Ignoring your inbox: When is it acceptable?


If you’re like me, you check your email before bed and again when you wake up. You glance at your phone during meetings to make sure no urgent emails need your attention. You listen for the chime of arriving messages, stopping whatever you’re working on to check out your inbox. By constantly monitoring your inbox, you’re in control. But did you ever stop to think that maybe your inbox is controlling you? Have you ever (gasp!) considered ignoring your inbox? 

With the flood of daily messages — hundreds a day for many people — email can actually become a distraction and hurt productivity. The key to making sure your email doesn’t become your foe is to develop a strategy that doesn’t hinder your communication with people, but rather improves your ability to avoid unnecessary distractions. As much as we pride ourselves on the ability to multitask, we may be unwittingly creating roadblocks and bottlenecks instead of pathways to efficiency. 

There is even science, as shared in this New York Times article, supporting the idea that constantly checking your email makes it difficult to be productive and creative. Experts agree that you should look at checking your email as you would any other tasks — designate a specific time to review emails. Stop jumping from your email to a task and back to your email every time you see notification of an email. 

Strategies for ignoring your inbox

Part of ignoring your inbox is about managing expectations and boundaries. If you receive an email after hours, you can check your phone and ask if the email requires an immediate reply. If it doesn’t, reply in a responsible manner, but don’t stop everything you’re doing to shoot off a quick message that can wait 24 hours.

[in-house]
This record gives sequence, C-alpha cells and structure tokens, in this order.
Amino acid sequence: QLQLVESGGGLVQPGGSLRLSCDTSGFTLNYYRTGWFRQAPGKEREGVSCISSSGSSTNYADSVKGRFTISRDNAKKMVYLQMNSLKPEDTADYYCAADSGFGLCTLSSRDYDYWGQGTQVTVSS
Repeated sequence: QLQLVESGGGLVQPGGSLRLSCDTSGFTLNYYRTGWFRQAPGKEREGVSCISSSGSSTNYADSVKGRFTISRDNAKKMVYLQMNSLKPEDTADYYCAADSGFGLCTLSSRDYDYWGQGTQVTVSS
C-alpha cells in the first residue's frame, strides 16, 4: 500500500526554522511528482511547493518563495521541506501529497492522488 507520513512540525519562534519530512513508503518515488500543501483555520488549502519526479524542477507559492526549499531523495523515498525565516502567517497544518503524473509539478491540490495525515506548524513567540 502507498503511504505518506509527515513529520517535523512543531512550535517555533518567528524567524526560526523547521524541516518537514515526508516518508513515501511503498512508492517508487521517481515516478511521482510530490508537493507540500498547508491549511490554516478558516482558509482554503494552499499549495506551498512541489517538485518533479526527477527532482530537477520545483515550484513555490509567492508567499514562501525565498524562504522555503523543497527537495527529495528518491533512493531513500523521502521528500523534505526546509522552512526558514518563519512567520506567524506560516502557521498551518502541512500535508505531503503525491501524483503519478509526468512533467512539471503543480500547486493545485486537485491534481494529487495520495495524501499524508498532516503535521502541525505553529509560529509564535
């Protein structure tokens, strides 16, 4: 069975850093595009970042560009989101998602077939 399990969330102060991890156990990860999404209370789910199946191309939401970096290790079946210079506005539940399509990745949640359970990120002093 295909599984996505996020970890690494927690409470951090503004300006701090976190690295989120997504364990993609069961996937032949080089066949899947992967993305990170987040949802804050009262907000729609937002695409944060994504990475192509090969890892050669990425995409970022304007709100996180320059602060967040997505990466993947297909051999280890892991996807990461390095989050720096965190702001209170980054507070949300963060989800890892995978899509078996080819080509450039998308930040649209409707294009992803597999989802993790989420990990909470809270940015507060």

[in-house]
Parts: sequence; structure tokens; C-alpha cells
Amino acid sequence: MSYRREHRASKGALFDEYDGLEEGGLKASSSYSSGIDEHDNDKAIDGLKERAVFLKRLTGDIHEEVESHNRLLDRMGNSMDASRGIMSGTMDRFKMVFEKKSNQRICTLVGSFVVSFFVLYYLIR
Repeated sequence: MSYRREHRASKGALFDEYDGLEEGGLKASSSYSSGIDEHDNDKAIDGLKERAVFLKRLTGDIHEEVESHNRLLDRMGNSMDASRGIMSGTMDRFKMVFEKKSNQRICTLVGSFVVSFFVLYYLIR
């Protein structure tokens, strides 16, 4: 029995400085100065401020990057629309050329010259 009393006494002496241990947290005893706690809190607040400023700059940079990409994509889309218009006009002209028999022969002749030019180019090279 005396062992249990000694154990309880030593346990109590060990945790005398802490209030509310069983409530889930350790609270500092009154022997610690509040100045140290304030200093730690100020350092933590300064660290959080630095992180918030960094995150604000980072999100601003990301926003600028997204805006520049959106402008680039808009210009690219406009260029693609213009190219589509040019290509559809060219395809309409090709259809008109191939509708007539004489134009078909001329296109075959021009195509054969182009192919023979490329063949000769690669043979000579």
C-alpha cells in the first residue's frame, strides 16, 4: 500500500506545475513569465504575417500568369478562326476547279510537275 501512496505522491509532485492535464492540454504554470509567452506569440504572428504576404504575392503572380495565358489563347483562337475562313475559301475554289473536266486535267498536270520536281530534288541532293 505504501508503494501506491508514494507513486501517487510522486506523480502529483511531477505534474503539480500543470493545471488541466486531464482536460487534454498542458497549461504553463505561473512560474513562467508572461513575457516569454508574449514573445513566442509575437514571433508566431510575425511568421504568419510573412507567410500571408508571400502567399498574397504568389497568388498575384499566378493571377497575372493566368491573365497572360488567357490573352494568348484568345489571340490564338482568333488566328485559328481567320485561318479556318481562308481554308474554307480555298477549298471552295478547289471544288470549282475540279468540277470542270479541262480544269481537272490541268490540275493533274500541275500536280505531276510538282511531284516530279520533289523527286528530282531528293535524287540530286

Educate your managers, employees, coworkers and friends that if something is urgent, you need to receive a phone call, an IM or a text because you don’t check your email constantly. By setting these boundaries, you will know what distractions are valuable and which ones can be ignored until later. 

Another strategy for reasonably ignoring your inbox is to simply change your smart phone’s settings. For example, I have changed my iPhone’s notification settings to not alert me every time a new email arrives. Not seeing that little red dot next to your email app really does cut down on late-night stress. Again, if something is truly urgent you are always available for a phone call or text, right?

If it seems like too big of a step to designate a specific time to check your email, take baby steps. When you hear the email notification chime, pause and ask yourself if you really need to stop what you’re doing to check your inbox. 

Tell us ways you’ve taken control of your inbox. Tweet us @trackvia or comment below.